Bio-Medical Materials and Engineering - Volume 25, issue s1
Purchase individual online access for 1 year to this journal.
Price: EUR 245.00
Impact Factor 2017: 0.700
The aim of
Bio-Medical Materials and Engineering is to promote the welfare of humans and to help them keep healthy. This international journal is an interdisciplinary journal that publishes original research papers, review articles and brief notes on materials and engineering for biological and medical systems.
Articles in this peer-reviewed journal cover a wide range of topics, including, but not limited to: Engineering as applied to improving diagnosis, therapy, and prevention of disease and injury, and better substitutes for damaged or disabled human organs; Studies of biomaterial interactions with the human body, bio-compatibility, interfacial and interaction problems; Biomechanical behavior under biological and/or medical conditions; Mechanical and biological properties of membrane biomaterials; Cellular and tissue engineering, physiological, biophysical, biochemical bioengineering aspects; Implant failure fields and degradation of implants. Biomimetics engineering and materials including system analysis as supporter for aged people and as rehabilitation; Bioengineering and materials technology as applied to the decontamination against environmental problems; Biosensors, bioreactors, bioprocess instrumentation and control system; Application to food engineering; Standardization problems on biomaterials and related products; Assessment of reliability and safety of biomedical materials and man-machine systems; and Product liability of biomaterials and related products.
Abstract: Since the 1960s and the therapeutic use of hematopoietic stem cells of bone marrow origin, there has been increasing interest in the study of undifferentiated progenitors that have ability to proliferate and differentiate in different tissues. Different stem cells (SC) with different potential can be isolated and characterised. Despite the promise of embryonic stem cells, in many cases, adult stem cells provide a more interesting approach to clinical applications. It is undeniable that mesenchymal stem cells (MSC) from bone marrow, adipose tissue or MSC of Wharton Jelly, which have limited potential, are of interest for clinical applications in regenerative medicine…because they are easily separated and prepared and no ethical problems are involved in their use. During the last 10 years, these multipotent cells have generated considerable interest and in particular have been shown to escape allogeneic immune response and be capable of immunomodulatory activity. These properties may be of a great interest for regenerative medicine. Different clinical applications are under study (cardiac insufficiency, atherosclerosis, stroke, bone, cartilage, diabetes, ophthalmology, urology, liver, organ's reconstruction…).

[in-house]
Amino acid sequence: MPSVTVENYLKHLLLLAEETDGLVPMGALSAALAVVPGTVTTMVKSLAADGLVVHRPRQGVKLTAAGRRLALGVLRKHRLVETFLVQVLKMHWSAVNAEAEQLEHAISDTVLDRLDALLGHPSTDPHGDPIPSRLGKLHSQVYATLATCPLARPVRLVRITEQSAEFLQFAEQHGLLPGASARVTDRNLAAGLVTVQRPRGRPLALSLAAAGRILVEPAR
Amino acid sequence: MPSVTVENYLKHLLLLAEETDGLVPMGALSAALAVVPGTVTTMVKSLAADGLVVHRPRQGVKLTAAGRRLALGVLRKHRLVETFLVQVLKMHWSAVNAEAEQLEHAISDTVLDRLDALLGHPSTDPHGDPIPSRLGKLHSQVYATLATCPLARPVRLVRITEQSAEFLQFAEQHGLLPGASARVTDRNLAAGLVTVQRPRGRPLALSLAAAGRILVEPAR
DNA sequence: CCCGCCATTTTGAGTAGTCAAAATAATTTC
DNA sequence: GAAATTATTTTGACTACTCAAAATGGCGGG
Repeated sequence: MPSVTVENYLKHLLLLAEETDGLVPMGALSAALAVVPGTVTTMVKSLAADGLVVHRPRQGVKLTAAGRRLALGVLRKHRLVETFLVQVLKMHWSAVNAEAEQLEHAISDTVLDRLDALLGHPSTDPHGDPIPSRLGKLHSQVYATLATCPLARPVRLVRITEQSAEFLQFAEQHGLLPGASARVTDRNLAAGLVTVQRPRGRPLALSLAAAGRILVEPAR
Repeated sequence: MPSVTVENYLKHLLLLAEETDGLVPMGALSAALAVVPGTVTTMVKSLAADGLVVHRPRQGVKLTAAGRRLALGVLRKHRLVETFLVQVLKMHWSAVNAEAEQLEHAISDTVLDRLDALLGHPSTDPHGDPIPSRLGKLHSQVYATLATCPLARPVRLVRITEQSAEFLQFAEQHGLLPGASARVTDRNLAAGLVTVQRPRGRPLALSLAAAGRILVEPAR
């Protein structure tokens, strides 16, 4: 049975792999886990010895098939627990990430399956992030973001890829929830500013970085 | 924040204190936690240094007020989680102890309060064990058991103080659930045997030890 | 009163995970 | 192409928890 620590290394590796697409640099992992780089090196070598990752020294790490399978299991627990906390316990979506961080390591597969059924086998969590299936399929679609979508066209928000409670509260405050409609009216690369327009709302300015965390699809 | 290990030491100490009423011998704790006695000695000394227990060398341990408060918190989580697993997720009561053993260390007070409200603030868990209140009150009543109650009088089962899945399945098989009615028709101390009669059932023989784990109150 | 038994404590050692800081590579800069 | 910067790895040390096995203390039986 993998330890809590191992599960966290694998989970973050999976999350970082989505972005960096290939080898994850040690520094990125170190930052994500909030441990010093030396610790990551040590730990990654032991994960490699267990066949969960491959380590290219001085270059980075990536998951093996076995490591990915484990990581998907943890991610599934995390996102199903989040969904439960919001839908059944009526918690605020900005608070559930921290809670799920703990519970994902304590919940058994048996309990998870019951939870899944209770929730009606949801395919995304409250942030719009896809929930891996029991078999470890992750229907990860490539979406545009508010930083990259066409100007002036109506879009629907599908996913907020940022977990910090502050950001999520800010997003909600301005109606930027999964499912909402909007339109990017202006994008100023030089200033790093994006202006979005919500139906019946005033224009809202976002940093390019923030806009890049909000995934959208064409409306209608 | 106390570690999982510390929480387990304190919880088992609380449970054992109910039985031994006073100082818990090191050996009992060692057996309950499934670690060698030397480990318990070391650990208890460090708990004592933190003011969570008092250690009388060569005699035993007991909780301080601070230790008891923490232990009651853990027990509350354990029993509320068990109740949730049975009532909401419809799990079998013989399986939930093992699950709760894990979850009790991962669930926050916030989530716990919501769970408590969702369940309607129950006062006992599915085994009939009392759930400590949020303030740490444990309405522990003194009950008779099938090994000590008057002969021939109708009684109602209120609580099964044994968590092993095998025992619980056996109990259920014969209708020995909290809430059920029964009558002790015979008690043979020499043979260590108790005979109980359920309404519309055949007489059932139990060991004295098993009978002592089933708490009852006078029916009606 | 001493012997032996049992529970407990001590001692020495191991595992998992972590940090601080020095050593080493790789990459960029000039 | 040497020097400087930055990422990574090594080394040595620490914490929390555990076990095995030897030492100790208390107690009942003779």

Abstract: INTRODUCTION: Stem cells for autologous and allogenic transplantation are obtained from several sources including bone marrow, peripheral blood or cord blood. Accurate enumeration of viable CD34+ hematopoietic stem cells (HSC) is routinely used in clinical settings, especially to monitor progenitor cell mobilization and apheresis. The number of viable CD34+ HSC has also been shown to be the most critical factor in haematopoietic engraftment. The International Society for Cellular Therapy actually recommends the use of single-platform flow cytometry system using 7-AAD as a viability dye. AIM: In a way to move routine analysis from a BD FACSCaliburTM instrument to…a BD FACSCantoTM II, according to ISO 15189 standard guidelines, we define laboratory performance data of the BDTM Stem Cell Enumeration (SCE) kit on a CE-IVD system including a BD FACSCanto II flow cytometer and the BD FACSCantoTM Clinical Software. InterQCTM software, a real time internet laboratory QC management system developed by VitroTM and distributed by Becton DickinsonTM , was also tested to monitor daily QC data, to define the internal laboratory statistics and to compare them to external laboratories. METHODS: Precision was evaluated with BDTM Stem Cell Control (high and low) results and the InterQC software, an internet laboratory QC management system by Vitro. This last one drew Levey–Jennings curves and generated numeral statistical parameters allowing detection of potential changes in the system performances as well as interlaboratory comparisons. Repeatability, linearity and lower limits of detection were obtained with routine samples from different origins. Agreement evaluation between BD FACSCanto II system versus BD FACSCalibur system was tested on fresh peripheral blood, freeze-thawed apheresis, fresh bone marrow and fresh cord blood samples. RESULTS: Instrument's measure and staining repeatability clearly evidenced acceptable variability on the different samples tested. Intra- and inter-laboratory CV in CD34+ cell absolute count are consistent and reproducible. Linearity analysis, established between 2 and 329 cells/μl showed a linear relation between expected counts and measured counts (R2 =0.97). Linear regression and Bland–Altman representations showed an excellent correlation on samples from different sources between the two systems and allowed the transfer of routine analysis from BD FACSCalibur to BD FACSCanto II. CONCLUSIONS: The BD SCE kit provides an accurate measure of the CD34 HSC, and can be used in daily routine to optimize the enumeration of hematopoietic CD34+ stem cells by flow cytometry. Moreover, the InterQC system seems to be a very useful tool for laboratory daily quality monitoring and thus for accreditation.